[4] How do you pull the artifacts in CM pipeline?

As explained here, if the shared private repository is available on internet then we can use the ‘env.CM_BUILD’ profile to pull the dependencies in CM pipeline.

<profile>
    <id>cmBuild</id>
    <activation>
        <property>
            <name>env.CM_BUILD</name>
        </property>
    </activation>
    <properties>
        …
    </properties>

    <repositories>
        <repository>
            <id>repoID</id>
            <url>repoURL</url>
        </repository>
    </repositories>

    <pluginRepositories>
        <pluginRepository>
            <id>repoID</id>
            <url>repoURL</url>
            <snapshots>
                <updatePolicy>always</updatePolicy>
            </snapshots>
        </pluginRepository>
    </pluginRepositories>
   
</profile>

One thing to be noticed here is that the tenant codes are not getting scanned during the CM pipeline and whatever we placed inside Skeleton will only be scanned for code quality. In CM, some of the code quality rules are now extended to at least some of the embedded packages. We can overcome this situation also by integrating SonarQube like tools to the Gitlab pipeline as quality gates for each repository.

That’s it, this is a good example of an alternative model which is also our favorite solution we implemented for many customers at comwrap. But we are also enthusiastic to try out the new Git submodule based multiple repositories feature of Cloud Manager for our ongoing projects. That made us to share some thoughts on to the capabilities we are expecting in Cloud manager.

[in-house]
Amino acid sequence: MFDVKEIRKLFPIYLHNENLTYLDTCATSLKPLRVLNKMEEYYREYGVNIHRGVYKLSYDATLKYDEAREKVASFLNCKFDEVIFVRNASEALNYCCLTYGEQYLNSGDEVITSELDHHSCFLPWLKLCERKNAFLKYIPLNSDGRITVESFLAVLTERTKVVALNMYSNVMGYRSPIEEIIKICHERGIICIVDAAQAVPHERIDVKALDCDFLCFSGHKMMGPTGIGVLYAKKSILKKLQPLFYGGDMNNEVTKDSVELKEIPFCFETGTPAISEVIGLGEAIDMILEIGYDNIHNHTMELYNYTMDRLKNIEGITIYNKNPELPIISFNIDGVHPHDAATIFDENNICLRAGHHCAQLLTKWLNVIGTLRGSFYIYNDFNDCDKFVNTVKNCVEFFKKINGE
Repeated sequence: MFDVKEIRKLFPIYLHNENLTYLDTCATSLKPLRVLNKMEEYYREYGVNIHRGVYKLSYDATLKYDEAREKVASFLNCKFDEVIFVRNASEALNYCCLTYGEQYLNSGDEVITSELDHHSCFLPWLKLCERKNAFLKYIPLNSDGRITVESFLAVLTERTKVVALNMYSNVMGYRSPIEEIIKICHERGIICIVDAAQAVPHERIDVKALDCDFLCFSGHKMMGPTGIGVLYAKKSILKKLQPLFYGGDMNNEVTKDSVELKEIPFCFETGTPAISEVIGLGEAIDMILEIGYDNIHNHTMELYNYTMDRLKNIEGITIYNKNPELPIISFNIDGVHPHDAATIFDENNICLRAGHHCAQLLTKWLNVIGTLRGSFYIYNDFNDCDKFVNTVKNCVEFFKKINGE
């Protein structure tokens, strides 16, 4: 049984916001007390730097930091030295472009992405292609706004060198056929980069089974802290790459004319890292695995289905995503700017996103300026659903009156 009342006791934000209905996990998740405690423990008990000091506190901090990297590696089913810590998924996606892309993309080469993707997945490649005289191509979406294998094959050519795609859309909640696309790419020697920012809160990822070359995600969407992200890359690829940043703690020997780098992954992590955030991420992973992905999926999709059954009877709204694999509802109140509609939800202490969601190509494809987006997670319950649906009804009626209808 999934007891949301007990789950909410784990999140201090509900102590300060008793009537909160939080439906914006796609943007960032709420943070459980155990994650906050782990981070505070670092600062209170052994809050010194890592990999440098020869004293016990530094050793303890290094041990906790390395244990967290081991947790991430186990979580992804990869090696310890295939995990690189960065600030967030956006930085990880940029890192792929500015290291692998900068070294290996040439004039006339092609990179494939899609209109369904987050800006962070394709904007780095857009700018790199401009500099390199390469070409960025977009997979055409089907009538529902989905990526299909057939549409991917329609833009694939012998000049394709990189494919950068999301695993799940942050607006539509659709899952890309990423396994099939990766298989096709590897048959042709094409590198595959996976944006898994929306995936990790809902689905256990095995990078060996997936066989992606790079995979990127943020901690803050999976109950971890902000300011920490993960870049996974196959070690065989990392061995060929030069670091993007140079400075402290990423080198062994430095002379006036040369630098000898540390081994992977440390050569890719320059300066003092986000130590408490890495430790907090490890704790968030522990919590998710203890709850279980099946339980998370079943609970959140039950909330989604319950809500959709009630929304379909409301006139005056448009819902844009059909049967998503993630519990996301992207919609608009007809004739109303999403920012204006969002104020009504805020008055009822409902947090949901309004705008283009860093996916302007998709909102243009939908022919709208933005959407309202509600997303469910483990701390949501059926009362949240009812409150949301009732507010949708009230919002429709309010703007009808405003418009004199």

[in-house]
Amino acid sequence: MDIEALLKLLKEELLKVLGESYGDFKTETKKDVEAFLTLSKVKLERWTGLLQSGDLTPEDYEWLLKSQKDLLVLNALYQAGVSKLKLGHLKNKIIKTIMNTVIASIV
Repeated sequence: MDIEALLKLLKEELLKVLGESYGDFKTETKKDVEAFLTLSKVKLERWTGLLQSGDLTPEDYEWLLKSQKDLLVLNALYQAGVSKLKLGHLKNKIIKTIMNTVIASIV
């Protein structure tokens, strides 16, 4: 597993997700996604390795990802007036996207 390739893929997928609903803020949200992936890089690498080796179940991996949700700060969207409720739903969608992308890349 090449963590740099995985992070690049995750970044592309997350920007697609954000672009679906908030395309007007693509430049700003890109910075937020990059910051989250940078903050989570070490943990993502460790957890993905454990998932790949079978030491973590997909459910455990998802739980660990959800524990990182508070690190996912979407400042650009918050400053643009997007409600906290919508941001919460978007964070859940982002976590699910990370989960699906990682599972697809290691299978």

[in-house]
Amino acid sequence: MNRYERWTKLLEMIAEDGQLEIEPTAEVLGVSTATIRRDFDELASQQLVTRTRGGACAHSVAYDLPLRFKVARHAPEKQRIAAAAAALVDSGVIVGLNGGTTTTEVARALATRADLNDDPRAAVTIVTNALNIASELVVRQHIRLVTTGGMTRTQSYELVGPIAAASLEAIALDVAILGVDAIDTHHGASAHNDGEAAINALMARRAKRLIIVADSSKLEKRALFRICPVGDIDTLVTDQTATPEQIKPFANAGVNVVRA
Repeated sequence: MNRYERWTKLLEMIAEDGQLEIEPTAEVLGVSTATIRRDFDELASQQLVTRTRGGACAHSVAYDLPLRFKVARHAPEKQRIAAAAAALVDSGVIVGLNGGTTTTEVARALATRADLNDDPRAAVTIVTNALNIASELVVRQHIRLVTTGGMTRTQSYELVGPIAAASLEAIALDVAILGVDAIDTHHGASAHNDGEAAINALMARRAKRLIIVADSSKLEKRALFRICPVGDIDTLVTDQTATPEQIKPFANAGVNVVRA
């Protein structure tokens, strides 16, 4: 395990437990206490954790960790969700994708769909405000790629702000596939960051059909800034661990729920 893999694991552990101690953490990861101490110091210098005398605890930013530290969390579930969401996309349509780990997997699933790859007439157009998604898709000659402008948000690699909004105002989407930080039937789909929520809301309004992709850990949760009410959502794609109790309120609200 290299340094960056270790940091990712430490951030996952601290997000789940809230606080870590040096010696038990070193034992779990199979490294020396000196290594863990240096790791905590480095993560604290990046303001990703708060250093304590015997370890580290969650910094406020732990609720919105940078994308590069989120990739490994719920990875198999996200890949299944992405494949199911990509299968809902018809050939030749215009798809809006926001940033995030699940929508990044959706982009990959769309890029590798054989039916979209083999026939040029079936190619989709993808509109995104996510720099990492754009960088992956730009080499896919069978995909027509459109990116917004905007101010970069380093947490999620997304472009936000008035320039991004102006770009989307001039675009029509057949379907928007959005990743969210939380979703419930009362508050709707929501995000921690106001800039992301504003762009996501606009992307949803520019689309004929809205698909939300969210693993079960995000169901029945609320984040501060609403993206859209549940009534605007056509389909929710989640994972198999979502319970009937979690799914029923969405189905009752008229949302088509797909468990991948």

Deployment Model 3 (using Git Submodules)

With the introduction of multiple repositories in CM, Adobe is putting forward a potential alternative to the model 1 as detailed here

As in the above deployment methods, there is a main project or a parent project that collects all the tenant codes as Git submodules together to build into one project. The main repo is the one attached to the Adobe Cloud Manager build pipeline and the others are just the submodules that have individual project/tenant. The individual tenants and other upstream projects can be synchronized at their own discretion, instead of having everything in one repo and troubling to manage the merges.

An example repository structure is a parent that includes the submodule definition with all the shared modules (one-per-aem configs, shared component, services, integration) and tenant projects as submodules. Parent/Main project stores reference to other source codes, import them and recompile.



However, it needs to be designed in such a way that there aren’t any circular dependencies otherwise everything should be consolidated to a single codebase.